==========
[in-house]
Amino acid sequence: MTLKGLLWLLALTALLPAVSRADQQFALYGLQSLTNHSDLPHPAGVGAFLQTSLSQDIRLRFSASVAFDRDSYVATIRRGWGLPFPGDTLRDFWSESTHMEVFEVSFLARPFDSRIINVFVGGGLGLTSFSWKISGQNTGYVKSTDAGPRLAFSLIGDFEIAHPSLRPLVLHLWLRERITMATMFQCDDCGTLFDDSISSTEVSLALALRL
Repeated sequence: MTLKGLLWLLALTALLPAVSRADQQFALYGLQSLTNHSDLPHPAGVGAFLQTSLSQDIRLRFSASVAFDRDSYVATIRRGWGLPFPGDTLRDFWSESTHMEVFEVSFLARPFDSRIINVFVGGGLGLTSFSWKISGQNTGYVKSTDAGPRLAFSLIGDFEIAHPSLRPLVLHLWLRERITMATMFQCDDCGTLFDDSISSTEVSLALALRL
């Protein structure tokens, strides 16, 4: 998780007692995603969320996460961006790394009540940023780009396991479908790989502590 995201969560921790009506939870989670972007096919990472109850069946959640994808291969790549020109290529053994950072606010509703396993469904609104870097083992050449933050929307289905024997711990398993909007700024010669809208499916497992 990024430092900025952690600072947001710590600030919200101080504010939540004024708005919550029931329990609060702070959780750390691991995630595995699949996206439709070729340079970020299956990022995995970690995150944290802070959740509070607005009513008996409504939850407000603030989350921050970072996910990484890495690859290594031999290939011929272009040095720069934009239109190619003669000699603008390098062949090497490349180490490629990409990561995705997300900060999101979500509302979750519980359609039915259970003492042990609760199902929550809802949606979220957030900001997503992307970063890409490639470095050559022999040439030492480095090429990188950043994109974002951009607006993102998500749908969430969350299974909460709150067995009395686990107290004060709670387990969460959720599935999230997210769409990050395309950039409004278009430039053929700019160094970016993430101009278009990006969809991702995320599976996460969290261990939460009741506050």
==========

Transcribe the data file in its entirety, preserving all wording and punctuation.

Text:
[in-house]
Amino acid sequence: MTLKGLLWLLALTALLPAVSRADQQFALYGLQSLTNHSDLPHPAGVGAFLQTSLSQDIRLRFSASVAFDRDSYVATIRRGWGLPFPGDTLRDFWSESTHMEVFEVSFLARPFDSRIINVFVGGGLGLTSFSWKISGQNTGYVKSTDAGPRLAFSLIGDFEIAHPSLRPLVLHLWLRERITMATMFQCDDCGTLFDDSISSTEVSLALALRL
Repeated sequence: MTLKGLLWLLALTALLPAVSRADQQFALYGLQSLTNHSDLPHPAGVGAFLQTSLSQDIRLRFSASVAFDRDSYVATIRRGWGLPFPGDTLRDFWSESTHMEVFEVSFLARPFDSRIINVFVGGGLGLTSFSWKISGQNTGYVKSTDAGPRLAFSLIGDFEIAHPSLRPLVLHLWLRERITMATMFQCDDCGTLFDDSISSTEVSLALALRL
């Protein structure tokens, strides 16, 4: 998780007692995603969320996460961006790394009540940023780009396991479908790989502590 995201969560921790009506939870989670972007096919990472109850069946959640994808291969790549020109290529053994950072606010509703396993469904609104870097083992050449933050929307289905024997711990398993909007700024010669809208499916497992 990024430092900025952690600072947001710590600030919200101080504010939540004024708005919550029931329990609060702070959780750390691991995630595995699949996206439709070729340079970020299956990022995995970690995150944290802070959740509070607005009513008996409504939850407000603030989350921050970072996910990484890495690859290594031999290939011929272009040095720069934009239109190619003669000699603008390098062949090497490349180490490629990409990561995705997300900060999101979500509302979750519980359609039915259970003492042990609760199902929550809802949606979220957030900001997503992307970063890409490639470095050559022999040439030492480095090429990188950043994109974002951009607006993102998500749908969430969350299974909460709150067995009395686990107290004060709670387990969460959720599935999230997210769409990050395309950039409004278009430039053929700019160094970016993430101009278009990006969809991702995320599976996460969290261990939460009741506050």